There is a lot of talk about Social Media and the new opportunities that it brings to organizations. Large untapped communities, unprecedented demographic data that can be used for better targeting, loyal communities spending more time online than any other marketing channel in history, and the list goes on and on. Unless you’re a game developer or a trendy charity, it can be extremely difficult to harness the power of these communities. Honest relevant content becomes significantly more critical and it needs to be updated as often as the community wants it.
I was at eMetrics Toronto last week, and I had the opportunity to talk with web analysts about their Social Media campaigns. As an analyst passionate about conversion opportunities, it only makes sense that I look at Social Media as an opportunity to get more leads, revenue, customers, cross-sell opportunities, etc. I heard about a lot of innovative campaigns and organizations that were very successful creating large communities on sites such as Facebook and Twitter. But little talk centered on ROI. I believe that for most sites to achieve ROI they must attract social traffic from a social media site (i.e. MySpace) to their own site for conversion. For example, if I am selling trendy shoelaces, I would start/moderate a community around tennis shoes as well as target advertise on other shoe communities such as facebook.com/adidas/or myspace.com/nike/. But ultimately, my ROI comes when the social community navigates to my ecommerce site and buys shoe laces.
This got me curious about some of the behavioral data around traffic from social networking sites. I started to study traffic on 21 different sites. I created a focus group of 21 sites across a wide variety of industries comprising everything from brokerages to tattoo parlors to national banks to local yoga studios to international network equipment manufacturers, encompassing both B2B and B2C sites, Fortune 500 sites as well as small organizations. I looked at the traffic sources for these sites and segmented traffic from Facebook, MySpace, Twitter (and various tweets), Delicious, LinkedIn, and Yelp. I then compared basic data points such as repeat traffic, time on site, and page views per session to see if there are trends in the general quality of social media traffic.
Below are some general trends that I found:
1. Traffic from Social Media sites typically accounts for less than 1% of all site traffic. I found this in both my research group as well as casual conversations with many web analysts at eMetrics.
2. While the average page views per session was 12.8, Social traffic only averaged 3.8 page views per session. Social traffic viewed 70% less pages in a visit than average visitors.
3. Social traffic spent 17.2% less time on site than average visitors.
4. The bounce rate of Social traffic was 9.9% higher than average visitors.
5. Visitors from Social sites were 7.7% less likely to return.
Considering the amount of time it takes to maintain a social media campaign, these numbers looked a little grim. But remember, I picked these sites at random.
As I looked through the 304 traffic sources on 21 sites accounting for approximately 27 million visits, I found some successful components. Check out site #3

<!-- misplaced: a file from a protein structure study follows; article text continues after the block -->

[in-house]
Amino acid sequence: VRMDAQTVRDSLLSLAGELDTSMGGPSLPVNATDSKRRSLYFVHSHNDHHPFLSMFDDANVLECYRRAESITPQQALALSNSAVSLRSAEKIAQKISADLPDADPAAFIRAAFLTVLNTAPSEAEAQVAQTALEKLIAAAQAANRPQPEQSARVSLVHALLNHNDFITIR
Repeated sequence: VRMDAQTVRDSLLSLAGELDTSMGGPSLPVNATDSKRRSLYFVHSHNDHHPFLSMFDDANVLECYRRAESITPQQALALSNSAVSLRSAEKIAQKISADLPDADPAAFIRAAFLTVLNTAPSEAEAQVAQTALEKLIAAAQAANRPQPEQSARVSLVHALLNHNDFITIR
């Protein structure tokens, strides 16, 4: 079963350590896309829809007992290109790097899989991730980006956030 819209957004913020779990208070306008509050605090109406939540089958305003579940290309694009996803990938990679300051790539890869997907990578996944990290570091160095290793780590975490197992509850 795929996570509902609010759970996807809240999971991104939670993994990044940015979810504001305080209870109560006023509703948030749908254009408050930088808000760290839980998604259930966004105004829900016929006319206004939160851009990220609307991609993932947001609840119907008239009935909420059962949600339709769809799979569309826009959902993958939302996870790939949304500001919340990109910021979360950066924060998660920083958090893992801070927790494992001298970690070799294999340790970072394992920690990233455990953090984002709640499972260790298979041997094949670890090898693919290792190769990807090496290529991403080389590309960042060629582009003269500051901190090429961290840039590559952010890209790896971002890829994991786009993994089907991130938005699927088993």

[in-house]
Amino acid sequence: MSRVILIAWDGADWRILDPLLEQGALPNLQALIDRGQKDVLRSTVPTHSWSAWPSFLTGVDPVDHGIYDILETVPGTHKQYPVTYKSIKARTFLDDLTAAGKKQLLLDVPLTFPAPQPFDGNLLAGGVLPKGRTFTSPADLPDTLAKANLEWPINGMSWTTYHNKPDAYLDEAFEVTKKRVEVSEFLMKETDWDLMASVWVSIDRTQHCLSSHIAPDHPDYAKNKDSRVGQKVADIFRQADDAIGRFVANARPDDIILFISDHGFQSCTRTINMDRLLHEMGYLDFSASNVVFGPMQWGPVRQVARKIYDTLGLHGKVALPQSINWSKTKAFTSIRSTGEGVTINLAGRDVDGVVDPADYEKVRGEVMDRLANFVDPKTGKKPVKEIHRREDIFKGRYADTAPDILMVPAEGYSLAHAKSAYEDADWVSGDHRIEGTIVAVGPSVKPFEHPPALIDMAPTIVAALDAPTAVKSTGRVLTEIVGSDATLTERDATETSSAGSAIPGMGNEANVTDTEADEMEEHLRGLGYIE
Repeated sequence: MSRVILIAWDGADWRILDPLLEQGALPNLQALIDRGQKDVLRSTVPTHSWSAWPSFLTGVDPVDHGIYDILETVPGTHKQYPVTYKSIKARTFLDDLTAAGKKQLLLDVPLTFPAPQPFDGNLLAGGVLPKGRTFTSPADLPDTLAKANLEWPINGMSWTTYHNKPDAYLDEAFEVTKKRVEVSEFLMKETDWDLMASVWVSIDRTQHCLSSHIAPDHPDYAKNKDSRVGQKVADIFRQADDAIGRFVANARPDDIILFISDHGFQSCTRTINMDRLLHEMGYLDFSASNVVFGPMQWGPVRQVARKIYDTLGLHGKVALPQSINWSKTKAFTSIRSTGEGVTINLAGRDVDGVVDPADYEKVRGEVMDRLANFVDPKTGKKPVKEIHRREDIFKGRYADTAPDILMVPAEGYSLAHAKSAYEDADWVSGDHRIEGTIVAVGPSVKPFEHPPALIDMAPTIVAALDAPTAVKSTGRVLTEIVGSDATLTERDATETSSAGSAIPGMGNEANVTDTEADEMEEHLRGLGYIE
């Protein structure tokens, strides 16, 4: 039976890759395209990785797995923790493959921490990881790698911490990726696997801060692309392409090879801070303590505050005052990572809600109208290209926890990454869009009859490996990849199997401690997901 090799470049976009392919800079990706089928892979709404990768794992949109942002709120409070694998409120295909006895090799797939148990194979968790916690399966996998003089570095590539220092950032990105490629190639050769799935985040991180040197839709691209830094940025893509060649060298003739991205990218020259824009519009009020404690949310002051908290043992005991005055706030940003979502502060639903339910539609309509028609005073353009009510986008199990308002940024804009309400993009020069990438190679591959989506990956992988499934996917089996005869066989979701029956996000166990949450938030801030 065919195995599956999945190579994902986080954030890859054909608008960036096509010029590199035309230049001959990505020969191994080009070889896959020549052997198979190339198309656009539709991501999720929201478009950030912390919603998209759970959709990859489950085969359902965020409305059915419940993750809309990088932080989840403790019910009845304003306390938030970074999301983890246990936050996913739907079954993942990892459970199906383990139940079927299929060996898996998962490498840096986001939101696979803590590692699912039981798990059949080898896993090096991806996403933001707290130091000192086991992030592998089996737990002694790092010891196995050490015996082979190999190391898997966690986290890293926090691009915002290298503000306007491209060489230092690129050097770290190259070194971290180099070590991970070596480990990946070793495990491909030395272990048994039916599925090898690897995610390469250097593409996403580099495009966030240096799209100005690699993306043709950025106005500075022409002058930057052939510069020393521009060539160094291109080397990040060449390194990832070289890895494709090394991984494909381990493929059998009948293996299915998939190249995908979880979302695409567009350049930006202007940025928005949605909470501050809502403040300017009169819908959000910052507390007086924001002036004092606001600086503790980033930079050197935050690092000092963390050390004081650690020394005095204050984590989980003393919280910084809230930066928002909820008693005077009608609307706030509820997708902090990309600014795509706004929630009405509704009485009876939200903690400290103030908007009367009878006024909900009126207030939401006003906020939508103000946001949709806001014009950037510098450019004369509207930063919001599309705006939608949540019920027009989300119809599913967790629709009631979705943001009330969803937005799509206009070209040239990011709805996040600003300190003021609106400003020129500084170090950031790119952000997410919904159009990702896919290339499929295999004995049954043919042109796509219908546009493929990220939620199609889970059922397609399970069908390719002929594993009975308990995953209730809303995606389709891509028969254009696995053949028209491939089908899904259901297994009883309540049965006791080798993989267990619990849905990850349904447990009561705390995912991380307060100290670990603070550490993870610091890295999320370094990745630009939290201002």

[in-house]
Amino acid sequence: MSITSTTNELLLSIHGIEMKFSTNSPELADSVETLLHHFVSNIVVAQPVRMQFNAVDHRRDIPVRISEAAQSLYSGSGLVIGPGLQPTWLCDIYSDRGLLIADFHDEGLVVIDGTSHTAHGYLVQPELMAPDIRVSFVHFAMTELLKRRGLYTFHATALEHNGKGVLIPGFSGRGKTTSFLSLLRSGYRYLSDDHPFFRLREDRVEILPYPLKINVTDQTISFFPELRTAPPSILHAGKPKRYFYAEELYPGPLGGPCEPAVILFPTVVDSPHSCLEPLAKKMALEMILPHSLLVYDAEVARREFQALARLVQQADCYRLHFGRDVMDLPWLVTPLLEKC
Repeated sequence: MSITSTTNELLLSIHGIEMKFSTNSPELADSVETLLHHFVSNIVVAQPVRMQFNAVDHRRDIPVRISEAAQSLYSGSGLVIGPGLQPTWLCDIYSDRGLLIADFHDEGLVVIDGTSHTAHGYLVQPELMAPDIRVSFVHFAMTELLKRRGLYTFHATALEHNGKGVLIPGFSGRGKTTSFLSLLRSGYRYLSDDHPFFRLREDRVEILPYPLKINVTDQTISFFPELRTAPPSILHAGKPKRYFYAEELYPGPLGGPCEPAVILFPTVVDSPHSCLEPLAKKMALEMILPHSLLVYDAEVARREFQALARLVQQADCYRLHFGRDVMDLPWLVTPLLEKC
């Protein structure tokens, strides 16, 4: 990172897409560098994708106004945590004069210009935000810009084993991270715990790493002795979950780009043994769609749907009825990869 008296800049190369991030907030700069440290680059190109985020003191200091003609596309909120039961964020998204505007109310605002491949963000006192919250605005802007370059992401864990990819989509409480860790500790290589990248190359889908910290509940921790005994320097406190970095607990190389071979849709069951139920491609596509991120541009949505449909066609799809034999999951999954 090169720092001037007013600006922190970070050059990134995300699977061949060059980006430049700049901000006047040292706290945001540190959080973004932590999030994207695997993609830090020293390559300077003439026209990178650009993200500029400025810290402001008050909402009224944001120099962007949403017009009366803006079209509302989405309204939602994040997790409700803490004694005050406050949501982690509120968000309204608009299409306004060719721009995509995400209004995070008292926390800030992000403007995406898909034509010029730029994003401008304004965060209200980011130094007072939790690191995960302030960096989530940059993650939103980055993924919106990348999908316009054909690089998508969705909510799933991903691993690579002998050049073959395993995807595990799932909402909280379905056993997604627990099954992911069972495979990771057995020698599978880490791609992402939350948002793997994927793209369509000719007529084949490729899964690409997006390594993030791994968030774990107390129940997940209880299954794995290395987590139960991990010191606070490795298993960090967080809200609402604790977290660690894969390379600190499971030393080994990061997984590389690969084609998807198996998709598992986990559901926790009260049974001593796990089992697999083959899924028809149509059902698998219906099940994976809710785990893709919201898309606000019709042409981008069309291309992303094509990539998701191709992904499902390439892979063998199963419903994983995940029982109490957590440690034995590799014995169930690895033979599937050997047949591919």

The visitors from social media sites to Site #3 are viewing more pages per session, staying twice as long as other traffic and are approximately 50% more likely to return. I was impressed and curious. What was Site #3 doing differently? This B2B company with a small B2C offering wasn’t selling products that are popular in social communities such as games, retail items, or charitable contributions. Looking at the Social Campaigns for Site #3, it was obvious why they have such great Social Traffic – they are taking Social Networking seriously. While Extractable comes across many companies that have some of the lower members of the marketing teams maintaining the Social Communities, Site #3 had LinkedIn contributions from the CEO an average of 4 times per month. The company blog has 7 different contributors on a regular basis. Their Facebook community gets to see relevant industry research several times a week. Site #3 is clearly making Social Media a priority and is seeing the benefits of it. Site #3 is not a large organization with a lot of resources to throw around; they are a small company with good focus.
For each of the sites researched, conversion came in different formats. Some companies are selling products on their own site (like Site #3), some were selling products on distributor sites, some were doing lead generation, and so on. Therefore it was difficult to produce a straight comparison of ROI between the sites. But it is obvious from the data above that conversion rates on traffic from Social Sites was either lower than average or non-existent. Determining the costs of Social Campaigns is challenging as the majority of resources are usually internal content writers. Generating an ROI analysis for Social Marketing is as easy SEO ROI reports. The analytics applications allow analysts to generate conversion reports isolated to traffic that originated from Social Media sites. From there, an organization needs to calculate the amount of time and people spending time on content for Social campaigns. The following is an example from one of the sites.
|Ave Lead Value